There have been many reports about 1MDB but no one has put it in a nutshell like Mahathir, who cleverly summarises the 1MDB debt situation. Where did all that money end up?
A glaring omission in Mahathir’s roundup below, however, is the role played by Jho Low, the dubious transfers of funds, and the link to UBG, as reported in Sarawak Report – though Mahathir has raised questions about him elsewhere.
Perhaps this omission reflects the former premier’s recognition that Jho Low was probably just a trusted ‘backroom boy’ when the real drivers were much more powerful personalities hidden from public view.
This is the excerpt from Mahathir’s blog post (emphasis in bold is mine):
The Government invested RM1m in the 1MDB. According to known records 1MDB then borrowed from various sources RM42bn.
A company with RM1m capital with no assets cannot borrow 42,000 times its capital with no collateral. That 1MDB is able to do so is because of Government guarantees.
In other words it is Government which is borrowing the money. If 1MDB loses money, the Government will bear the loss. Yet the operation of 1MDB is not overseen by Government officers responsible for the management of Government funds.
Why has the 1MDB become controversial? What is wrong with 1MDB?
From the beginning it was wrong. It started off as an off-budget and it was not put before the Parliament.
The money was borrowed. So it is not sovereign wealth but sovereign debt.
The bond raised by Goldman Sachs costs more than is usual for Government borrowings. The interest rate at 5.9% was too high. Government loans usually attract about 3% or below.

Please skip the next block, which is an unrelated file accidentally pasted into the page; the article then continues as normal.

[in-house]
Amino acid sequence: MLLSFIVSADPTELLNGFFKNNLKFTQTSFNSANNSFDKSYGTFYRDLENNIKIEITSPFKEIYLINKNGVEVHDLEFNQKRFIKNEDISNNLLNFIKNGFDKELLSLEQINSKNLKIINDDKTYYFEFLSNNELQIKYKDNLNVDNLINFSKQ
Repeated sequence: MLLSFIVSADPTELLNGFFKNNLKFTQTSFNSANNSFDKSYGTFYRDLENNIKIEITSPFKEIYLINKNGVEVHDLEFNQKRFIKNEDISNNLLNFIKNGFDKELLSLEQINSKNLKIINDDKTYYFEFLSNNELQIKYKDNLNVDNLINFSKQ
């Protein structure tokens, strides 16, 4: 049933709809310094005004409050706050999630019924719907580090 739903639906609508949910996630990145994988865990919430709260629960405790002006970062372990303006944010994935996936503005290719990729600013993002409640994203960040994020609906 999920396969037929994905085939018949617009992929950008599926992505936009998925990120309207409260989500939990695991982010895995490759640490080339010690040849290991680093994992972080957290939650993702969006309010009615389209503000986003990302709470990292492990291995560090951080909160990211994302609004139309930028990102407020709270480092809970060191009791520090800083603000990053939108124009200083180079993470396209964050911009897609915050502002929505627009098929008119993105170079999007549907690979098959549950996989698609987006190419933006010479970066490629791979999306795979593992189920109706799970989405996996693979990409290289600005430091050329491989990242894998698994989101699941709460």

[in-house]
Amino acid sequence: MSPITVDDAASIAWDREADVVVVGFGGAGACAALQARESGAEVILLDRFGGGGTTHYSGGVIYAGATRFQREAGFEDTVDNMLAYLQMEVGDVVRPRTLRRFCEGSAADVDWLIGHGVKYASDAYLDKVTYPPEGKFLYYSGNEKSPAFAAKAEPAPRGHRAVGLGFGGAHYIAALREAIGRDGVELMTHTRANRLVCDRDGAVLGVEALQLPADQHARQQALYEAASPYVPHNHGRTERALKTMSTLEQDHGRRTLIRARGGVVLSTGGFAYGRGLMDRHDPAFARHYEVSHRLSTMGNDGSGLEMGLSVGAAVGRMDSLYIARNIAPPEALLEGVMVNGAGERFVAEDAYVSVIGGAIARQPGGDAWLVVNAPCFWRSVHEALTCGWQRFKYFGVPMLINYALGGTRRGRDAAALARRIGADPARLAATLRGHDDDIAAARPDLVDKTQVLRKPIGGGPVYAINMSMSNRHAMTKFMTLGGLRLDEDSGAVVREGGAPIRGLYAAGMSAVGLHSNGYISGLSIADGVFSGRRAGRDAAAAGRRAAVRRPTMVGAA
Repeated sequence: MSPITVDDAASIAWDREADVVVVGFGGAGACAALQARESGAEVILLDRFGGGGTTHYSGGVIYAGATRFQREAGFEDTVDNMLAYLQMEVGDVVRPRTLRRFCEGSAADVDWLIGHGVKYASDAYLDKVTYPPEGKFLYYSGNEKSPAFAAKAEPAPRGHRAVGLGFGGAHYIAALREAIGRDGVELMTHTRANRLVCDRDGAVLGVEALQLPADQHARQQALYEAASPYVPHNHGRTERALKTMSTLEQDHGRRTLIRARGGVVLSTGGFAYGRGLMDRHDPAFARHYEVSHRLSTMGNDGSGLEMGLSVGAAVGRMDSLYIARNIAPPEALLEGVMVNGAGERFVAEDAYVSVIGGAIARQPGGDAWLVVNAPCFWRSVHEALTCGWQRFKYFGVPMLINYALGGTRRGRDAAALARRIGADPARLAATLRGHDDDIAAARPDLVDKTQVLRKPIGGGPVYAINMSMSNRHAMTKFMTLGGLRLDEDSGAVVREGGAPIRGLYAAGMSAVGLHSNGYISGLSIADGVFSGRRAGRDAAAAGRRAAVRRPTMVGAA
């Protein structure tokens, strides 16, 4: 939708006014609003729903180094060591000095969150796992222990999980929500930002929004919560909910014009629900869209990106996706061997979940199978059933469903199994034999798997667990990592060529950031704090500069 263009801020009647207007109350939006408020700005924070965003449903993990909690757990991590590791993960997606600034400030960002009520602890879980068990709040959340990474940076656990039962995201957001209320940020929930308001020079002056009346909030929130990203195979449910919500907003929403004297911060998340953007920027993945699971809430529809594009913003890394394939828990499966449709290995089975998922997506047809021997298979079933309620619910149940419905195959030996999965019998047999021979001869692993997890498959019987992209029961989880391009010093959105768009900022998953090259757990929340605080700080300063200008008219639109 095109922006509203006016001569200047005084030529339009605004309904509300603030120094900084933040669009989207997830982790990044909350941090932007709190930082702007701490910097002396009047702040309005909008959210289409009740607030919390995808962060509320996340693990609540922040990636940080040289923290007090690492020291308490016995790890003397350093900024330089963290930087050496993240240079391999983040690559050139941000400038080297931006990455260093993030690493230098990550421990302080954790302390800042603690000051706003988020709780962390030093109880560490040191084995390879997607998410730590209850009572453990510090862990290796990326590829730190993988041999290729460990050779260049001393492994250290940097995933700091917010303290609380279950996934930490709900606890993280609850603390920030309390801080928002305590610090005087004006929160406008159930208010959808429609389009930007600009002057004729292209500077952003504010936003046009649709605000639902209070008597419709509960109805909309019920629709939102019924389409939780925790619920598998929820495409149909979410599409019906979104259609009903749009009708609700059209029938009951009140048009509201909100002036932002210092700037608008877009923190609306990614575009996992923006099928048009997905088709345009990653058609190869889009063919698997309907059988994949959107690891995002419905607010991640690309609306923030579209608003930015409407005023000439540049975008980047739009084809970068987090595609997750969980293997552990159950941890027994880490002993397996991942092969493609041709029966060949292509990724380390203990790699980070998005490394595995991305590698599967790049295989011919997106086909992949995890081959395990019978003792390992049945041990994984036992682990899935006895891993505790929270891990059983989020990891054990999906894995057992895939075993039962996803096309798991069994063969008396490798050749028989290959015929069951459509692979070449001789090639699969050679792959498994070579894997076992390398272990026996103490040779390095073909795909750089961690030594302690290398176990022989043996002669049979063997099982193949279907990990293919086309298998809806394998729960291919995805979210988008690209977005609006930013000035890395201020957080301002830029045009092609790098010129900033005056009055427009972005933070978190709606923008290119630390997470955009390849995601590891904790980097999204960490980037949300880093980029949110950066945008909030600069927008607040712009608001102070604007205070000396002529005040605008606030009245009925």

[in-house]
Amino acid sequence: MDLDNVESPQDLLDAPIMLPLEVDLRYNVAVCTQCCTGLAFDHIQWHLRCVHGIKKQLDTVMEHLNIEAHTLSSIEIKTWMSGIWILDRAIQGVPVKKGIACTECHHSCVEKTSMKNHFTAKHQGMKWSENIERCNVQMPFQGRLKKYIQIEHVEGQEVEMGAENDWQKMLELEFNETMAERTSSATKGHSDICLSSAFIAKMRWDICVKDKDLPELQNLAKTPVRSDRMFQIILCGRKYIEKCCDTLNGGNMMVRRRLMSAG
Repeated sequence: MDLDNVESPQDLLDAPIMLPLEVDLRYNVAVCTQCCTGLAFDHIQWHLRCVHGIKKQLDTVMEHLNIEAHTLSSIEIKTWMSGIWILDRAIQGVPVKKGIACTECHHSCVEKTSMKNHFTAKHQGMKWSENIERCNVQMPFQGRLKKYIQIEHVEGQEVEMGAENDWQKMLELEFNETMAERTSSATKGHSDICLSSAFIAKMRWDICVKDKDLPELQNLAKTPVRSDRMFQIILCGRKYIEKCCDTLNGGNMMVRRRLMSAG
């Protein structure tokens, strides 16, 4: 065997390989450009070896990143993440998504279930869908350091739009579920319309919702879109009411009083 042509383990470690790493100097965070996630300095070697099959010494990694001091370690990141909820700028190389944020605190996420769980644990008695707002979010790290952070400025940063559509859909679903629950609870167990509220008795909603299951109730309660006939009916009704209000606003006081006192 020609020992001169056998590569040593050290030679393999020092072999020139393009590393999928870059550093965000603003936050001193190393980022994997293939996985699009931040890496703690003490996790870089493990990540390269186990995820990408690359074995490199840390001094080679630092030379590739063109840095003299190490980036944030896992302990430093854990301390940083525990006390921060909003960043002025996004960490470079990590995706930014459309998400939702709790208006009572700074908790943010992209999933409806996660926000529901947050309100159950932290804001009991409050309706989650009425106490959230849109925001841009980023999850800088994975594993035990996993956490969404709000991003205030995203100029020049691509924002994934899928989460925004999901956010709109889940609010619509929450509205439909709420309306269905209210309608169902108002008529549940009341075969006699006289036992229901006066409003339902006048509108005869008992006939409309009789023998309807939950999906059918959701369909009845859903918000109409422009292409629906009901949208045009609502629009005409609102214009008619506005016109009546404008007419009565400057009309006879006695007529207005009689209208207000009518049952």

In addition 10% commission went to Goldman Sachs which means that 1MDB gets only 90% of the money borrowed yet has to pay interest on 100%, raising the interest rate to 6.6%. Averaging at 6%, yearly interest on RM42bn is about RM2.5bn.
Since 2009 there has been no income from all the assets. And 1MDB had to borrow RM2bn to pay the interest. The loan is now RM42 billion.
Total initial borrowings amounted to 42,000,000,000 ringgit (RM42bn). As far as can be ascertained, the investments are as follows:
- Purchase of Tanjong Energy (now known as Powertek Energy Sdn Bhd) from Ananda Krishnan for RM8.5bn. This is higher than market price. The licence was about to expire.
- Purchase of Genting Sanyen Power (now known as Kuala Langat Power Plant) for RM2.3bn. Again high above market price. The licence was about to expire.
- Purchase of Jimah Energy for RM 1.2bn.
- Purchase of 70 acres of land in Jalan Tun Razak for RM320m i.e: RM64psf. Land last sold in the area was at RM7000psf.
- Purchase of 495 acres of land in the former Sungai Besi TUDM airport (now known as Bandar Malaysia) about RM363.5m i.e: at RM91psf. Estimated value RM1000psf.
- Purchase of 234 acres land in Air Itam in Penang RM 1.38bn i.e: at RM135psf.
It should be noted that TRX land is close to land recently sold at RM7000psf. Assuming the market price is RM3000psf the true value of this land is RM6bn. The Government has therefore lost RM5bn-plus because 1MDB paid only RM320m.